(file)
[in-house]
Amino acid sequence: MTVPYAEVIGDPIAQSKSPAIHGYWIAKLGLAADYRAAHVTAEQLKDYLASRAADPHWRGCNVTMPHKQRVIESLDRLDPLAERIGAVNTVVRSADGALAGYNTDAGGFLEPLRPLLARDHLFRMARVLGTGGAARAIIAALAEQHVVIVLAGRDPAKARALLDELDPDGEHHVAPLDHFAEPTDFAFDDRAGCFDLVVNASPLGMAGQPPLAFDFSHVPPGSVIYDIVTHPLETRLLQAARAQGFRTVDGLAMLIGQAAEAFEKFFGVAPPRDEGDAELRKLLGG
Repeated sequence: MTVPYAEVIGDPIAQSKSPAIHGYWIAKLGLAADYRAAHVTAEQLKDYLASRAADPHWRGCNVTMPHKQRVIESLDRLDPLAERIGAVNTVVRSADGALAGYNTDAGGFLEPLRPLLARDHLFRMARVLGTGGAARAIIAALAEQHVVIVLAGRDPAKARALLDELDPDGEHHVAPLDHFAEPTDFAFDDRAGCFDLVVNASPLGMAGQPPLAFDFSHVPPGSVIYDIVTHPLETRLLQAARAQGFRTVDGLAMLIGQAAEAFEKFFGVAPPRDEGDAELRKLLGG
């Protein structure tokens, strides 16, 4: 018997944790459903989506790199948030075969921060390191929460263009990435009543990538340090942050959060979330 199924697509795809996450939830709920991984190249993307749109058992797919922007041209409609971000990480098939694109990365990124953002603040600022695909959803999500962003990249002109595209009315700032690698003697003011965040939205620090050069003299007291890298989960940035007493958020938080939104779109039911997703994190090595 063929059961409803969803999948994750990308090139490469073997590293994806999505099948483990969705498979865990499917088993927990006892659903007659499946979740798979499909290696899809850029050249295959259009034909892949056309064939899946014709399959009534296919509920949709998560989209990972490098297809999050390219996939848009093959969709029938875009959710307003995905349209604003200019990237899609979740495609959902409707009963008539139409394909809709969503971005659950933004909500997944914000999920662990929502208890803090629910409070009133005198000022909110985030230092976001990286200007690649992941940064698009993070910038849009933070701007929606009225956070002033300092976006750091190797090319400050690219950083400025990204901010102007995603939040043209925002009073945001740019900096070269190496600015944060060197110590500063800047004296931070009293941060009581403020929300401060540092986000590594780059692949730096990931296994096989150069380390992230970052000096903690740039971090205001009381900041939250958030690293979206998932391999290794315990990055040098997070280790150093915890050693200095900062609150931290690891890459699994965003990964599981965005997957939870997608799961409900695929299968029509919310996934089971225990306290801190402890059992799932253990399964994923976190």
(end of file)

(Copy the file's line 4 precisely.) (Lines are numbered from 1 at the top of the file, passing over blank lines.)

């Protein structure tokens, strides 16, 4: 018997944790459903989506790199948030075969921060390191929460263009990435009543990538340090942050959060979330 199924697509795809996450939830709920991984190249993307749109058992797919922007041209409609971000990480098939694109990365990124953002603040600022695909959803999500962003990249002109595209009315700032690698003697003011965040939205620090050069003299007291890298989960940035007493958020938080939104779109039911997703994190090595 063929059961409803969803999948994750990308090139490469073997590293994806999505099948483990969705498979865990499917088993927990006892659903007659499946979740798979499909290696899809850029050249295959259009034909892949056309064939899946014709399959009534296919509920949709998560989209990972490098297809999050390219996939848009093959969709029938875009959710307003995905349209604003200019990237899609979740495609959902409707009963008539139409394909809709969503971005659950933004909500997944914000999920662990929502208890803090629910409070009133005198000022909110985030230092976001990286200007690649992941940064698009993070910038849009933070701007929606009225956070002033300092976006750091190797090319400050690219950083400025990204901010102007995603939040043209925002009073945001740019900096070269190496600015944060060197110590500063800047004296931070009293941060009581403020929300401060540092986000590594780059692949730096990931296994096989150069380390992230970052000096903690740039971090205001009381900041939250958030690293979206998932391999290794315990990055040098997070280790150093915890050693200095900062609150931290690891890459699994965003990964599981965005997957939870997608799961409900695929299968029509919310996934089971225990306290801190402890059992799932253990399964994923976190």